Like many first time mothers, I read articles and books on “What to Expect.” Although Grace was smiling, laughing, nursing, and healthy, I began to grow concerned that she wasn’t hitting her developmental milestones. Wasn’t she supposed to be sitting up by now? Shouldn’t she be trying to crawl? Why were my friends’ babies passing her up developmentally? Around six months, I remember looking up when babies were supposed to be sitting independently. The article said that most babies sit on their own between four to seven months. Ok, maybe she’s a late bloomer. What I didn’t grasp as a first-time mom, with no frame of reference was that not only was she not sitting she wasn’t even close to sitting.

I called Grace’s pediatrician about a month later. The nurse asked me “Well can she sit at all? Like in a highchair?” I responded, “Yeah.” She said it’s probably nothing to worry about — she’ll probably catch up.

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3 reasons why only 2 hours of screen time is best for your 1 child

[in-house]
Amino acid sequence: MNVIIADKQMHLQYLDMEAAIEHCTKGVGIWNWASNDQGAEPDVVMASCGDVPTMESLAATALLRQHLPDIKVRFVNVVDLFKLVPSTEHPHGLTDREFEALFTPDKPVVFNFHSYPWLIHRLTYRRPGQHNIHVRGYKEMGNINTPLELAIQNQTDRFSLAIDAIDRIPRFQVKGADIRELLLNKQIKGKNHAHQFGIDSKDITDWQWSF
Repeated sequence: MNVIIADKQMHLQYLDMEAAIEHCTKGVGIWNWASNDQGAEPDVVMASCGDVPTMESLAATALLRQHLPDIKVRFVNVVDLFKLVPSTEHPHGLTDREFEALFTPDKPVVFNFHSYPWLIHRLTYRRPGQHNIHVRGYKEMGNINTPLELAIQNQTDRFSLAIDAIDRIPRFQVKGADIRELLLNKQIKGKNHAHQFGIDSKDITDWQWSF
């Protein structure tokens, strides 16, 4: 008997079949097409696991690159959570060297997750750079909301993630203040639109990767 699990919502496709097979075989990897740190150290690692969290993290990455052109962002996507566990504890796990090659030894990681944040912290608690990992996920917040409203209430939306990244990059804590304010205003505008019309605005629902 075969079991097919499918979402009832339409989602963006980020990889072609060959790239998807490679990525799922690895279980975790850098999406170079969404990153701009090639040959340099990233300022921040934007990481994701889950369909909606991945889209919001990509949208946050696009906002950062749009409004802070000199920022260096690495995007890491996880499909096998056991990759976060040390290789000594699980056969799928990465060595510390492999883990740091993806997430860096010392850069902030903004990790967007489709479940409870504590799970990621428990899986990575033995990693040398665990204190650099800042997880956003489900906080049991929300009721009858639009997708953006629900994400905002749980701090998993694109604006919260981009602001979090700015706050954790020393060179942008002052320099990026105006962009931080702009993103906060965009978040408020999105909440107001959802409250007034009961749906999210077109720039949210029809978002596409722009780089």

By Dr. Allison Wells
The Children’s Hospital of San Antonio
Baylor College of Medicine – Residency Program

Have you ever found yourself at your child’s check up wondering if your child has too much screen time? Have you ever wondered why your pediatrician recommends only two hours of screen time per day for your child? And what exactly does “screen time” mean anyway?

Screen time is defined as the amount of time someone spends in front of any electronic viewing device – this means TV, smart phone, tablet, computer, laptop, and video games. Most children in our society grow up with these devices. In fact, many are tiny experts at using smart phones before they are even potty trained. But is screen time good for them? A lot of research has been done to look for the answer to this question.

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Organic? Hormone-Free? Non-GMO? Get the Facts